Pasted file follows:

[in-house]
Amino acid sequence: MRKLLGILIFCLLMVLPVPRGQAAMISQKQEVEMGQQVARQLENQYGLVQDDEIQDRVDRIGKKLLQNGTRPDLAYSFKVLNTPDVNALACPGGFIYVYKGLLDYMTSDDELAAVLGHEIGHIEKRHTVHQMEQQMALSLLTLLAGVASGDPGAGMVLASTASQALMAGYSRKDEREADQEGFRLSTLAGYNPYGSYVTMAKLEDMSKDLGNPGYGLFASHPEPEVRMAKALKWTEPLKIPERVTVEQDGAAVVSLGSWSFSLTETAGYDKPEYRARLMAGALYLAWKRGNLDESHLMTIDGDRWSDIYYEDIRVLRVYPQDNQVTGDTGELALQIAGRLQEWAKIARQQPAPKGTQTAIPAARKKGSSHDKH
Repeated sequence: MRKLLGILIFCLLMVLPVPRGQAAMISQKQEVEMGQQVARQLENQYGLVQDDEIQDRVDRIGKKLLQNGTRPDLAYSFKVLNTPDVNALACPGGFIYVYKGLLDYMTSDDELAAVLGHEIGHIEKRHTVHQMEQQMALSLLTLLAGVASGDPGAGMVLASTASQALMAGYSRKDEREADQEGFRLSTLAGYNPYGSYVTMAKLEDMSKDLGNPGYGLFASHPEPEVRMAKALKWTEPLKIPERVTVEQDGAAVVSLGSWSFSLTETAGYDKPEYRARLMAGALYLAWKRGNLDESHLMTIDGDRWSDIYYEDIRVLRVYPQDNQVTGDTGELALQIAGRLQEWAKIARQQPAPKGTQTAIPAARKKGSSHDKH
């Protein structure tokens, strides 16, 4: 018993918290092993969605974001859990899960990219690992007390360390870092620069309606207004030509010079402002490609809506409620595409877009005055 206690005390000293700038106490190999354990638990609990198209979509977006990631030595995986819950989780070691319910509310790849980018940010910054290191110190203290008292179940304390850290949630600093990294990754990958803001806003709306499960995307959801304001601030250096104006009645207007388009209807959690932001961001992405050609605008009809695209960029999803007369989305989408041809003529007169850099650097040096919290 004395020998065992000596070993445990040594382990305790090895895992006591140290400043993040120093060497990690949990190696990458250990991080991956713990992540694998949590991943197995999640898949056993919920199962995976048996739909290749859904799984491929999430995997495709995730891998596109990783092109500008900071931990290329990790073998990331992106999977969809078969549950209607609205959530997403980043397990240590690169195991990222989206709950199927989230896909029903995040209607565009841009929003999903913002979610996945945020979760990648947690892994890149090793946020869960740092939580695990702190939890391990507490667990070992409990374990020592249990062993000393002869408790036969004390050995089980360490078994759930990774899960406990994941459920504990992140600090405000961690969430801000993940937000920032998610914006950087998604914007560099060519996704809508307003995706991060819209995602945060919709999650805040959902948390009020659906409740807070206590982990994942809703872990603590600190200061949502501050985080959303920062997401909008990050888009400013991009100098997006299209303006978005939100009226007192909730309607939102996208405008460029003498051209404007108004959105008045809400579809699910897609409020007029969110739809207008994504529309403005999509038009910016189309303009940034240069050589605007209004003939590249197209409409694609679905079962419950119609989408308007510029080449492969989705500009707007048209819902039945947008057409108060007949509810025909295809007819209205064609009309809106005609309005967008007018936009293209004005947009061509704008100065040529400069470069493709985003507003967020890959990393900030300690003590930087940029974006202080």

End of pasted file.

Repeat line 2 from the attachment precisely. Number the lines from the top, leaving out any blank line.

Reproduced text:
Amino acid sequence: MRKLLGILIFCLLMVLPVPRGQAAMISQKQEVEMGQQVARQLENQYGLVQDDEIQDRVDRIGKKLLQNGTRPDLAYSFKVLNTPDVNALACPGGFIYVYKGLLDYMTSDDELAAVLGHEIGHIEKRHTVHQMEQQMALSLLTLLAGVASGDPGAGMVLASTASQALMAGYSRKDEREADQEGFRLSTLAGYNPYGSYVTMAKLEDMSKDLGNPGYGLFASHPEPEVRMAKALKWTEPLKIPERVTVEQDGAAVVSLGSWSFSLTETAGYDKPEYRARLMAGALYLAWKRGNLDESHLMTIDGDRWSDIYYEDIRVLRVYPQDNQVTGDTGELALQIAGRLQEWAKIARQQPAPKGTQTAIPAARKKGSSHDKH